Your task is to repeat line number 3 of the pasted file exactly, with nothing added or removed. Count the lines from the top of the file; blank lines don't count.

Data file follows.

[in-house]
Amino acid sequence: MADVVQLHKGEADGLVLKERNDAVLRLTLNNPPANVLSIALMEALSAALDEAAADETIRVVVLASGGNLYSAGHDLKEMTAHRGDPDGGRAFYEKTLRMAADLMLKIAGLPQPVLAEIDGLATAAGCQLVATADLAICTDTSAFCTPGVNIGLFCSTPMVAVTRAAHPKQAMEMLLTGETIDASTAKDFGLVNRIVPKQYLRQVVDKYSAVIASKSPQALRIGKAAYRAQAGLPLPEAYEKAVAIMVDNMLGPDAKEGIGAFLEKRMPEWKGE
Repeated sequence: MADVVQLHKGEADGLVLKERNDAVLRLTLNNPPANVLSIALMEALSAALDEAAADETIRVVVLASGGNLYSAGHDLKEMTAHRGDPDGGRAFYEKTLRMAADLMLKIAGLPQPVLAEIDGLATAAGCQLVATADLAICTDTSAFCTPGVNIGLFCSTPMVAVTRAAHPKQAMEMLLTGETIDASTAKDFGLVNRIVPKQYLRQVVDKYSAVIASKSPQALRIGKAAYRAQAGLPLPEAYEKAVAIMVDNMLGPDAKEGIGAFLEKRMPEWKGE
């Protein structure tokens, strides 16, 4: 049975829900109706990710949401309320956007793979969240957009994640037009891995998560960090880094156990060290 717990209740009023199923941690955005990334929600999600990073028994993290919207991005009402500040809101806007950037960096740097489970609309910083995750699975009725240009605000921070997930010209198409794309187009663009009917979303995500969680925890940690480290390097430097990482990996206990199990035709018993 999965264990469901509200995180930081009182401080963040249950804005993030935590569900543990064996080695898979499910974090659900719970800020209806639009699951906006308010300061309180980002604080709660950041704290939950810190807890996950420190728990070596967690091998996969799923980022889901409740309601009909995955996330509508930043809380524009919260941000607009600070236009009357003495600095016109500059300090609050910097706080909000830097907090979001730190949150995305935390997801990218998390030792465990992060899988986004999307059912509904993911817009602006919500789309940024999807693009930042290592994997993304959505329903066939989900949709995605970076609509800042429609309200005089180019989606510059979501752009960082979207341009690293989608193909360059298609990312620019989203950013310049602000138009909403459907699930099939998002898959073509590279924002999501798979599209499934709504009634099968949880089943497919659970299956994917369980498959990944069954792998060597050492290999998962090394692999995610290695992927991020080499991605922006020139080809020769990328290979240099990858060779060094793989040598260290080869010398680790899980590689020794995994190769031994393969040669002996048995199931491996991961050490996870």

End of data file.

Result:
Repeated sequence: MADVVQLHKGEADGLVLKERNDAVLRLTLNNPPANVLSIALMEALSAALDEAAADETIRVVVLASGGNLYSAGHDLKEMTAHRGDPDGGRAFYEKTLRMAADLMLKIAGLPQPVLAEIDGLATAAGCQLVATADLAICTDTSAFCTPGVNIGLFCSTPMVAVTRAAHPKQAMEMLLTGETIDASTAKDFGLVNRIVPKQYLRQVVDKYSAVIASKSPQALRIGKAAYRAQAGLPLPEAYEKAVAIMVDNMLGPDAKEGIGAFLEKRMPEWKGE